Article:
A Dead Man in Barcelona
Fifth book in the Seymour of Special Branch series
by Michael Pearce
After being somewhat disappointed in this series compared to the authorís Mamur Zapt series, which I adore, A
Dead Man in Barcelona has made me a convert. Earlier books just didnít strike me with the same joi de
vivre based in the absurdities of daily life as the best of the Mamur Zapt series. You could see similarities
between the heroes, but with Seymour the much more subdued, less sophisticated, less experienced younger brother.
A big part of the pleasure with the Mamur Zapt series is in viewing events through the heroís own appreciative
enjoyment of whatís going on around him. Well, younger brother has grown up and is coming into his own.
Seymour grew up near the East London docks, amongst a variety of immigrants, with a natural talent for languages
and plenty of opportunity to practice. As a result, heís been seconded from his job with the Metropolitan Police to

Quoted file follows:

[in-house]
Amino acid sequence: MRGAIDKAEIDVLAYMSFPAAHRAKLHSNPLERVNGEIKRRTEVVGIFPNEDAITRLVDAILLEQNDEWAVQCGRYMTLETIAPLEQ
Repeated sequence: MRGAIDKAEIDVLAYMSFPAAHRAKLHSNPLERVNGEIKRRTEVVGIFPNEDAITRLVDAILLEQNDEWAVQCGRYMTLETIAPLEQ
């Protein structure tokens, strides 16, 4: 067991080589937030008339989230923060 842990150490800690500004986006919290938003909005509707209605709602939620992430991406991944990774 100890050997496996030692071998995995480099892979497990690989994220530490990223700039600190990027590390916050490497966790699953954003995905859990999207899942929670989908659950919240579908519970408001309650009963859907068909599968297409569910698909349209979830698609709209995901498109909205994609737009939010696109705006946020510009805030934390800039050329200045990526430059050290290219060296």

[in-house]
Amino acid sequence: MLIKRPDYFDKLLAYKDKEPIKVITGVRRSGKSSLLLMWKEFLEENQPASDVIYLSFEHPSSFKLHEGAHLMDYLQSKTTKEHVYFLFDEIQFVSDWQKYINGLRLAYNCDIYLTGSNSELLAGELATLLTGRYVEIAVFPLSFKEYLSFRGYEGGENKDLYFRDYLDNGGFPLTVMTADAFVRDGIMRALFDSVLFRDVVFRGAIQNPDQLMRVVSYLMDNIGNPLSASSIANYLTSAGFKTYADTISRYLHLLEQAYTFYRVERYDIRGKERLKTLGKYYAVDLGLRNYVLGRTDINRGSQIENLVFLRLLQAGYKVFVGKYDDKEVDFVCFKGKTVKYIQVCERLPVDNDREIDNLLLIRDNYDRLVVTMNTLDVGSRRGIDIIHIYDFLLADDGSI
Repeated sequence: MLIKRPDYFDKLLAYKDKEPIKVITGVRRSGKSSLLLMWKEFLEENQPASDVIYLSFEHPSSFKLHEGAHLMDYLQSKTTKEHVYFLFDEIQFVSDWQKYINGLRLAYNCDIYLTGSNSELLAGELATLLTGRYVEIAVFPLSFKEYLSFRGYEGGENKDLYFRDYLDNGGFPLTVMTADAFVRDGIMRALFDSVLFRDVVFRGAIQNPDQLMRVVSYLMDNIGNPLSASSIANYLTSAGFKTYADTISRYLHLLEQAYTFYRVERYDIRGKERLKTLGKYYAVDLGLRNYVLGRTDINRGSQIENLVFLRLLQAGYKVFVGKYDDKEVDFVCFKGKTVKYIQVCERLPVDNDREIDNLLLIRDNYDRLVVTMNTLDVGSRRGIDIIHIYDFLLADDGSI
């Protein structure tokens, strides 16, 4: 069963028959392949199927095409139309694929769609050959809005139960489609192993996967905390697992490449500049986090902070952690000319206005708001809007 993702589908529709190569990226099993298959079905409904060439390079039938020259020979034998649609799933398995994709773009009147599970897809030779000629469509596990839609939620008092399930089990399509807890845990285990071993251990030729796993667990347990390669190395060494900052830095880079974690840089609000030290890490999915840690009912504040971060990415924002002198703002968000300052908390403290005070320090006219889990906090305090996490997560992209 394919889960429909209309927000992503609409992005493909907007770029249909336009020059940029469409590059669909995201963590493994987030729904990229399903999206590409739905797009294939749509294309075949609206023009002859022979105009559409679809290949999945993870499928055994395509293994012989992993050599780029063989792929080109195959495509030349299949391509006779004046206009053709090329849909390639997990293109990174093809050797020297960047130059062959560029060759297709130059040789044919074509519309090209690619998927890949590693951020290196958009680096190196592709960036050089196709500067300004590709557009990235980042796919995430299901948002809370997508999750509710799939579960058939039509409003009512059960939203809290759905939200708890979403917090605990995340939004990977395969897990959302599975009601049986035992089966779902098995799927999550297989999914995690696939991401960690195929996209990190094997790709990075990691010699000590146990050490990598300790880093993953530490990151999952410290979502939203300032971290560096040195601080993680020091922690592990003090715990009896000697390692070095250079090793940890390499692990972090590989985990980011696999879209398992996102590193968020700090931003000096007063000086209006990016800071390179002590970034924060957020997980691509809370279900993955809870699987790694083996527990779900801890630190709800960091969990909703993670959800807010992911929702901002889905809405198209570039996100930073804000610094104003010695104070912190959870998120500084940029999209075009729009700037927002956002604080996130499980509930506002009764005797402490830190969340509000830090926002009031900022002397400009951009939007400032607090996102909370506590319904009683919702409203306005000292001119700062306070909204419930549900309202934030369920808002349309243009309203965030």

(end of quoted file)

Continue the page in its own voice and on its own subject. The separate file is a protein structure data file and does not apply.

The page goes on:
various hot spots around the world where his unique combination of language skills and investigatory skill are
Sam Lockhart, an expatriate English-born businessman based in Gibraltar, has been found murdered...†in the
Barcelona jail cell where he was left after being picked up as part of a Catalan protest.†Actually that happened
a couple of years ago, but the local authorities are doing an excellent job of failing to progress in their
investigations, while regional politics are making the circumstances of his death a subject of increasing
interest. Why was he killed? Why was he even there? Seymour and his Deputy Commissioner agree that it really
doesnít sound their sort of investigation, but the Foreign Office and Navy are insistent. Meanwhile Seymour has
his own reasons for wanting to go, involving proximity to Tangier where Chantale, the woman he thinks he wants
to marry, lives.
This was a fun, fast read, with a lot of humor based in observations about people just being people. The
writing style is smooth and light, very easy to swallow. While part of a series, it works well as a standalone,
although I am going to have to go back and read the prior book I missed, to find out more about Seymour and his
Chantale.†Still, if you havenít tried this series or didn't enjoy earlier entries that much, this would be a great
place to pick things up.
Historical Mystery [Barcelona, Spain 1912]|
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